Both of my parents were born and raised in the south, my father in Kinston, North Carolina, and my mother in Macon, Georgia. A unique aspect of my New York upbringing, my southern roots have always been something with which I have tried my best to maintain a strong connection. As a child, visiting family often meant going to a lake house, or a farm in the middle of the woods.

And, as my family is quite small, and I only have three cousins, two of whom being more than ten years older than I, I would find myself with lots of spare time. I can vividly remember creating a small fort just inside the woods from my Aunt and Uncle’s home near Pinehurst, North Carolina; using sticks, logs, and rocks, I built a small hideout that, to my young self, seemed to be a hundred miles from civilization. I would find myself sitting in the fort for hours, temporarily living among the squirrels, birds, and deer; for a moment, the outside world would disappear.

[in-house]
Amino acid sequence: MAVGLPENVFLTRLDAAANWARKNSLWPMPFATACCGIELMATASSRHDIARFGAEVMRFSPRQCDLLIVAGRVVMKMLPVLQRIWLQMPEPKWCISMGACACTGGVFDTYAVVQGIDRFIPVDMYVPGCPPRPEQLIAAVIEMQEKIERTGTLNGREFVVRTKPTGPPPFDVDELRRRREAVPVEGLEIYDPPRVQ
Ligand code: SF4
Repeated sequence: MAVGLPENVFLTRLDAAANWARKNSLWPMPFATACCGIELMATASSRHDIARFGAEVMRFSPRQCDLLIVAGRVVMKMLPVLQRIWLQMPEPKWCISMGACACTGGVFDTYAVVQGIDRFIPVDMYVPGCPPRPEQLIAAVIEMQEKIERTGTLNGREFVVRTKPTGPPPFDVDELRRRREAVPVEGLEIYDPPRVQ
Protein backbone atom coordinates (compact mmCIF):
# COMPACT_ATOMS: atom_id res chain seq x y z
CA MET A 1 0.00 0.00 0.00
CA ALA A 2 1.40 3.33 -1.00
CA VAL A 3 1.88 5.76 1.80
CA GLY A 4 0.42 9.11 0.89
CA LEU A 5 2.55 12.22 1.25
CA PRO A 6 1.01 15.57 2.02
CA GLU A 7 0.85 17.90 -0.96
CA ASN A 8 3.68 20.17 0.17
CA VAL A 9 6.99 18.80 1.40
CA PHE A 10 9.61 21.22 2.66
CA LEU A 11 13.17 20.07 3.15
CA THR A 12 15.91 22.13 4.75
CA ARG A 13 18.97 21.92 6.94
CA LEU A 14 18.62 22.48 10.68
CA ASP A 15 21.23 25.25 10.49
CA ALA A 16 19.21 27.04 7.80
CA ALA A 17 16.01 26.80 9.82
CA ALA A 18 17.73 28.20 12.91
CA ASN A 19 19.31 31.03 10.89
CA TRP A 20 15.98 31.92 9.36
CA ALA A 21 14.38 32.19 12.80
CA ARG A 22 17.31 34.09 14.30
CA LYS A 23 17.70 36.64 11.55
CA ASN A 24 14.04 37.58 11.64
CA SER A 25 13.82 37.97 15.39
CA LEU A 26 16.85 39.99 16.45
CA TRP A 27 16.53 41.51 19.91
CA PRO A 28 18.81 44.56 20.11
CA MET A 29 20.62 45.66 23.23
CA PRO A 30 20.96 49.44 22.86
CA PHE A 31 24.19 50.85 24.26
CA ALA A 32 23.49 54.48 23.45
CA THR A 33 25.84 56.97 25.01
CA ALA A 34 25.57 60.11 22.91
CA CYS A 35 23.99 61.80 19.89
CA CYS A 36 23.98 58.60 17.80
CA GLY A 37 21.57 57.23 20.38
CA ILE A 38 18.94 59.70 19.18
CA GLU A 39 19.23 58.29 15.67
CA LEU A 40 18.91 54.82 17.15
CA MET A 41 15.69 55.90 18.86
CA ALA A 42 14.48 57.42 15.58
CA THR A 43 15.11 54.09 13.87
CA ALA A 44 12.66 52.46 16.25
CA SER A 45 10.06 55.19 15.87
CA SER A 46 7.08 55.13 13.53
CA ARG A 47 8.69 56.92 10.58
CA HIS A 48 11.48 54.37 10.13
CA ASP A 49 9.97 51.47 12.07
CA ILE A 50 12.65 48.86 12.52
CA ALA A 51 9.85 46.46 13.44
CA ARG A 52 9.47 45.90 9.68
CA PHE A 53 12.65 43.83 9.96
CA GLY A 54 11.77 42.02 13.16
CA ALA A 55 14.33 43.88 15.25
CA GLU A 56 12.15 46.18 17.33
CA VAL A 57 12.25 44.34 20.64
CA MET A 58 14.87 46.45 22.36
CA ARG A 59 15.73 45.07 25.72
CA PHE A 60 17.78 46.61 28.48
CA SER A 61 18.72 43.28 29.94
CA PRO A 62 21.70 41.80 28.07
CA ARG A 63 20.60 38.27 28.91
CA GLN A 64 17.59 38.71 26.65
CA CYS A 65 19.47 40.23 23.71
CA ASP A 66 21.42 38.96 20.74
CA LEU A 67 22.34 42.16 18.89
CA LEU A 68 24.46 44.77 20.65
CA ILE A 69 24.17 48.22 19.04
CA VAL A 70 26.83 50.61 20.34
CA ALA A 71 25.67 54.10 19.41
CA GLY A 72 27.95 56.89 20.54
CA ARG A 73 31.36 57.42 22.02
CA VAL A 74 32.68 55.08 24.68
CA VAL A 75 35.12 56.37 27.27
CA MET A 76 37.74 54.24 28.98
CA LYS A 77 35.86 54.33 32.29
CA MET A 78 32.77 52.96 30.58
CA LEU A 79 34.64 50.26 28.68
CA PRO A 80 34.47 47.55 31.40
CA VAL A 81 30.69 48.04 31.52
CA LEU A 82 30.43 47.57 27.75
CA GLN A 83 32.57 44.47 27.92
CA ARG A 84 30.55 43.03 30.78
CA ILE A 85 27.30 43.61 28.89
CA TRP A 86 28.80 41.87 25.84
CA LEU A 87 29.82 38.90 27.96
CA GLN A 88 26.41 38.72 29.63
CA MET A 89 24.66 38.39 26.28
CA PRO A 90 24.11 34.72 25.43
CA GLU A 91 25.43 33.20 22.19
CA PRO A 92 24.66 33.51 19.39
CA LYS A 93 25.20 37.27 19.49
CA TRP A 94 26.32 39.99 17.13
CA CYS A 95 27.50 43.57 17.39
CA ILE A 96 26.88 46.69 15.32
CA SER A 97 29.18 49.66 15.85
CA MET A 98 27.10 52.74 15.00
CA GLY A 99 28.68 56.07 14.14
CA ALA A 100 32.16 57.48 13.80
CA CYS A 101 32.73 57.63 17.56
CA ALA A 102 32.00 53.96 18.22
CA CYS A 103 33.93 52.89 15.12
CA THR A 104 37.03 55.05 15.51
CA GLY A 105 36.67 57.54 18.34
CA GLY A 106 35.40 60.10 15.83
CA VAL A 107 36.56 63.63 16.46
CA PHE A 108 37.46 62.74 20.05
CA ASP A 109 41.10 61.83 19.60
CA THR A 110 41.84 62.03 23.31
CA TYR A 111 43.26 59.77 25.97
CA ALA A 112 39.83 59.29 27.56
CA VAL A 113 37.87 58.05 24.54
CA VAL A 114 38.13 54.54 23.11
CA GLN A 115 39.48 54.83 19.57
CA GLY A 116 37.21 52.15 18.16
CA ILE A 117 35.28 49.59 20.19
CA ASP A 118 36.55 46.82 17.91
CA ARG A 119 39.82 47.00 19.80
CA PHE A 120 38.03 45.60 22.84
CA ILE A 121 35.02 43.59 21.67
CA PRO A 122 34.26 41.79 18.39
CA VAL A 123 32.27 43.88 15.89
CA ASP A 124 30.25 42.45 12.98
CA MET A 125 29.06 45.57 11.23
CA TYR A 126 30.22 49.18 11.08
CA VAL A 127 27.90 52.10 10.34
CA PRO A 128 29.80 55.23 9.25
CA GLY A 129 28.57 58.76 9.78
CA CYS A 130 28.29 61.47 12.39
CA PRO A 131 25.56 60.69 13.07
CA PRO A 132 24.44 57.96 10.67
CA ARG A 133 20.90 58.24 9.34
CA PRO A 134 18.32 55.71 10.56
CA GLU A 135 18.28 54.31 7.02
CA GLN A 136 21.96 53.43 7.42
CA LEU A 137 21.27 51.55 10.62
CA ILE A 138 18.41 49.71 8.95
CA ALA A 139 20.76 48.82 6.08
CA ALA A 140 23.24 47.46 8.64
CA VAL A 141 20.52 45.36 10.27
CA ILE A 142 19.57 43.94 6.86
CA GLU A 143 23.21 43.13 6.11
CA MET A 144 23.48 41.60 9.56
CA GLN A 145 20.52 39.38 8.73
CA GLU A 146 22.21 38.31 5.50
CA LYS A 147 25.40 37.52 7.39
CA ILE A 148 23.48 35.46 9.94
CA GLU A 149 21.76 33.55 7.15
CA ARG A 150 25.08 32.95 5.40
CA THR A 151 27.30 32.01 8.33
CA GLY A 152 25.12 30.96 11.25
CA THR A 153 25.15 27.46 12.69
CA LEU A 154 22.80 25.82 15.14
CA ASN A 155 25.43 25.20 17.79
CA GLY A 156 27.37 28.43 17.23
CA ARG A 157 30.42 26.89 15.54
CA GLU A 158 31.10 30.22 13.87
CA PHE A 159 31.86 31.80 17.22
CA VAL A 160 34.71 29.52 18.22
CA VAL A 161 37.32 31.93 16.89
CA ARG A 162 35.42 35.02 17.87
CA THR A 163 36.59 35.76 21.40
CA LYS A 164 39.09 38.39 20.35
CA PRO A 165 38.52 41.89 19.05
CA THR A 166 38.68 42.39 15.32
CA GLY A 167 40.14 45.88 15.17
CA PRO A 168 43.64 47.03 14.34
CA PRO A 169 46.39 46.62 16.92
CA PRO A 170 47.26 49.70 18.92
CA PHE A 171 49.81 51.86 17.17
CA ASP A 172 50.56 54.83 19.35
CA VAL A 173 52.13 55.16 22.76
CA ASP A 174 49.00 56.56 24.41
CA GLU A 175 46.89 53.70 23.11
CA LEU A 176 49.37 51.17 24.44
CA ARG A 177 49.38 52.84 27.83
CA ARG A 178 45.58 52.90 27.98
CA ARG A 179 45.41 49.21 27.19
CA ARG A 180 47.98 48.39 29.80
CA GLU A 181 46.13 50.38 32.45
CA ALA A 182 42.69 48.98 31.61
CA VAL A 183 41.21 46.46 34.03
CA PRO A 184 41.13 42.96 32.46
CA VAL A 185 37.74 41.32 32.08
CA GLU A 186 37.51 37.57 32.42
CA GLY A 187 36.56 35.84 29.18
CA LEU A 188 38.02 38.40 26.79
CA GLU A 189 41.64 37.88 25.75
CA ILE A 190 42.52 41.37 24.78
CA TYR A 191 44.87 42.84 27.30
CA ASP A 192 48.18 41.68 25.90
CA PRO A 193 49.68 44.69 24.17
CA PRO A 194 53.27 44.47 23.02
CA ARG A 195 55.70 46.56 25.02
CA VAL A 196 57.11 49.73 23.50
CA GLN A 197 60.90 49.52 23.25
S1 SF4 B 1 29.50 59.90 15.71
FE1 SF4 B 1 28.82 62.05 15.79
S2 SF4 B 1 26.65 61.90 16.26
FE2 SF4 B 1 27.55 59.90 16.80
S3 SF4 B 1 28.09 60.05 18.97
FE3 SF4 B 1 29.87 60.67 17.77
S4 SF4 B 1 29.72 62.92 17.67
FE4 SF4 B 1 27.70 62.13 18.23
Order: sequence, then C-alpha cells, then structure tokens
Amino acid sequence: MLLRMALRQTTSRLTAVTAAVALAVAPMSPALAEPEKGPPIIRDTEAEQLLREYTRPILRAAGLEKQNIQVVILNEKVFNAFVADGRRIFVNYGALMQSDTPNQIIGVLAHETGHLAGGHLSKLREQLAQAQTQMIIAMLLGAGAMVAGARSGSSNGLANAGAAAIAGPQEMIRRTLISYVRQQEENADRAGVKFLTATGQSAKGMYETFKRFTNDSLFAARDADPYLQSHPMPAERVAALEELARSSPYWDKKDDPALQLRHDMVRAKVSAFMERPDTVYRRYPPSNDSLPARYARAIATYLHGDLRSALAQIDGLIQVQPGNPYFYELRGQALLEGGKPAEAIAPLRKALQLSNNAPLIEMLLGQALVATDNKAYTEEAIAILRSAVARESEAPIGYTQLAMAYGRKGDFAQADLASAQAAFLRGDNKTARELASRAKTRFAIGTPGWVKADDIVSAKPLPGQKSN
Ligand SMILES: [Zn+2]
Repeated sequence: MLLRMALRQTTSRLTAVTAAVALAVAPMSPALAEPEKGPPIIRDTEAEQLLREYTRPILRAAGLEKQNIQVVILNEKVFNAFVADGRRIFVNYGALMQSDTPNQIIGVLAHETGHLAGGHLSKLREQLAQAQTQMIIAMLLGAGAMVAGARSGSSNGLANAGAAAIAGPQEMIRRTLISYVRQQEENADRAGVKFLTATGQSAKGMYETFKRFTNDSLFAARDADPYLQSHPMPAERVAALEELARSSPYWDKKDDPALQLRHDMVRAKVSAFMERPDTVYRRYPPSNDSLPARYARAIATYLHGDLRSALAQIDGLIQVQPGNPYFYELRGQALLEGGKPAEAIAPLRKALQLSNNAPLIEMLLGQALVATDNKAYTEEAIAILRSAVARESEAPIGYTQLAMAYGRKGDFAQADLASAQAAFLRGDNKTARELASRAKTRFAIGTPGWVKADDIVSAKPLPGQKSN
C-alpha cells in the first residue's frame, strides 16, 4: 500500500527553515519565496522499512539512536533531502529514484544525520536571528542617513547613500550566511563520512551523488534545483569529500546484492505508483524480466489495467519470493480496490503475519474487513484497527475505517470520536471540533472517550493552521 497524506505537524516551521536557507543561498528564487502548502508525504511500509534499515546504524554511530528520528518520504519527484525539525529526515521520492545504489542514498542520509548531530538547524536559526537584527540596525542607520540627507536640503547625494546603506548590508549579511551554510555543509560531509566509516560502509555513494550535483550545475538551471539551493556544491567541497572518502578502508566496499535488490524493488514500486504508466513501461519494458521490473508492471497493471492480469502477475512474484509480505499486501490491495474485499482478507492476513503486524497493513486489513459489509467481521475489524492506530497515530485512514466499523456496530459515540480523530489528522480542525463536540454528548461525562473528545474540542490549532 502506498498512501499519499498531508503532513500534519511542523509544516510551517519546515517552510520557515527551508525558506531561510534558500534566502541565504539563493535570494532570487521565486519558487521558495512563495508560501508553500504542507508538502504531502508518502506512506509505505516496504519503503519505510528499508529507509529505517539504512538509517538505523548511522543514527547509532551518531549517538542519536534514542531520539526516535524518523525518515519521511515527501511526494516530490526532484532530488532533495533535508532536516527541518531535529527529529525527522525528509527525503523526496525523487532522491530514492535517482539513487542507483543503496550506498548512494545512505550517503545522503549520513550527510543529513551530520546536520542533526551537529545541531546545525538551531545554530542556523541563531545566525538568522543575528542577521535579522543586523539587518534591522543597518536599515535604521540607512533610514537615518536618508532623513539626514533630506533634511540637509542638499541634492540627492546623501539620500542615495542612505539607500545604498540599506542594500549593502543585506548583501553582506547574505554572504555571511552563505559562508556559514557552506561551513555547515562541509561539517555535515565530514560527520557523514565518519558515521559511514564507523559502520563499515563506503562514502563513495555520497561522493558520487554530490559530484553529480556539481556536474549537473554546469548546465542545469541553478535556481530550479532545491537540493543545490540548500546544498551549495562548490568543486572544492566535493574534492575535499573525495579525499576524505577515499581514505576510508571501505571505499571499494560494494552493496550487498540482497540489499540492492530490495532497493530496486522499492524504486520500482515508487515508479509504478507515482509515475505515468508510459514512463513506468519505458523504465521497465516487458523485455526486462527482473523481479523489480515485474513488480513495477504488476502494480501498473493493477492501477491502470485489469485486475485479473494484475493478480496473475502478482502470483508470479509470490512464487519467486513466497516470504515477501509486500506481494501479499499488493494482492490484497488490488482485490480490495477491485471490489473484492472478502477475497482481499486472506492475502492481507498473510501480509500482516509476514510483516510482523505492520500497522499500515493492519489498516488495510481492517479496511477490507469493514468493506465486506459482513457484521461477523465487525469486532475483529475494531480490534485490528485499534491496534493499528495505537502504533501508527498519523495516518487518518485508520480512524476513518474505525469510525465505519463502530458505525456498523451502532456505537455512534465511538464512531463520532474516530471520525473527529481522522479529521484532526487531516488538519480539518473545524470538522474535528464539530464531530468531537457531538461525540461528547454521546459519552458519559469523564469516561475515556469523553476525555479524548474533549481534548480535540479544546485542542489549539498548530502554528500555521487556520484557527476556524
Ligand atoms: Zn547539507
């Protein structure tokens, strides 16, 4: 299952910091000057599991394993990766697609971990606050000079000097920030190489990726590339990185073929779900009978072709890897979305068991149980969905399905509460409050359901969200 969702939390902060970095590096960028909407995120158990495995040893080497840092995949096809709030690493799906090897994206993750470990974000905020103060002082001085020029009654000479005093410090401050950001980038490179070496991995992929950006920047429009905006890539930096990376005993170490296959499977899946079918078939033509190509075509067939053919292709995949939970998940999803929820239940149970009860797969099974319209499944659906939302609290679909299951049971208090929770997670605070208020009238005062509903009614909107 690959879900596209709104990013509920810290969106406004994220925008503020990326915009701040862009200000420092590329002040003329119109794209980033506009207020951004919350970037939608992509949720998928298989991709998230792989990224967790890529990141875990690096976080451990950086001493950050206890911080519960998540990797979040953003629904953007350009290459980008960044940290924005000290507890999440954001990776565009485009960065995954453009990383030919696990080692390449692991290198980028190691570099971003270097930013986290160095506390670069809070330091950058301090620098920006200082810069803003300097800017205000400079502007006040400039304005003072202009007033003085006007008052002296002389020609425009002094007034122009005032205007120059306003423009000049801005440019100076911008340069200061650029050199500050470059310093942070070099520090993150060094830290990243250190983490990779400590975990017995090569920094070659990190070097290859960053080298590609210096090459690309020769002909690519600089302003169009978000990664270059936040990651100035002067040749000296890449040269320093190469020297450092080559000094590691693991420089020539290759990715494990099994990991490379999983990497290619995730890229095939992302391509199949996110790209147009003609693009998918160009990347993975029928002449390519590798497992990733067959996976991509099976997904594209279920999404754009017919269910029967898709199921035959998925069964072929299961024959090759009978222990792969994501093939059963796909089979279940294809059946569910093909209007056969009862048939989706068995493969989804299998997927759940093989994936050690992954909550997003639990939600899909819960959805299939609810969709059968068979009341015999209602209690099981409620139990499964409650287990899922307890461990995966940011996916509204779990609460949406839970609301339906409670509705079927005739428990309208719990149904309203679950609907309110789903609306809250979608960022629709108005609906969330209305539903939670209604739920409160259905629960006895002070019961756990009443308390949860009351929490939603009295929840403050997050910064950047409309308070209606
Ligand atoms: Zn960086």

When back in New York, I would sit on my parents’ bed every night, telling them (repeatedly) about the chipmunk that I had seen, the owl I had heard, the snake I had almost stepped on; in describing my time in the woods, I felt that I was experiencing the childhood that both of my parents had lived, a life so different from my upbringing in the city. Nature, in giving me this special way to connect with my family. Furthermore, showed me that living in New York did not have to keep me from appreciating my southern heritage. While I was a city boy at heart, I understood that my roots were elsewhere, nestled somewhere in the woods. 

A sea of pine trees divided the horizon into pieces, breaking the morning sun into long and slender rays of light. With each crunch of November leaves, walking, thinking, and breathing with the forest itself, I neared my destination; in search of a momentary silence, a break from reality, I sat down at the base of a lone live oak. Different people disconnect in different ways; some play sports, some bake, some go for a run. For me, nature has always been something that muffles the outside world, giving me a sense of absolute peace.

No matter where I am, or how I am feeling, existing in nature makes everything else disappear.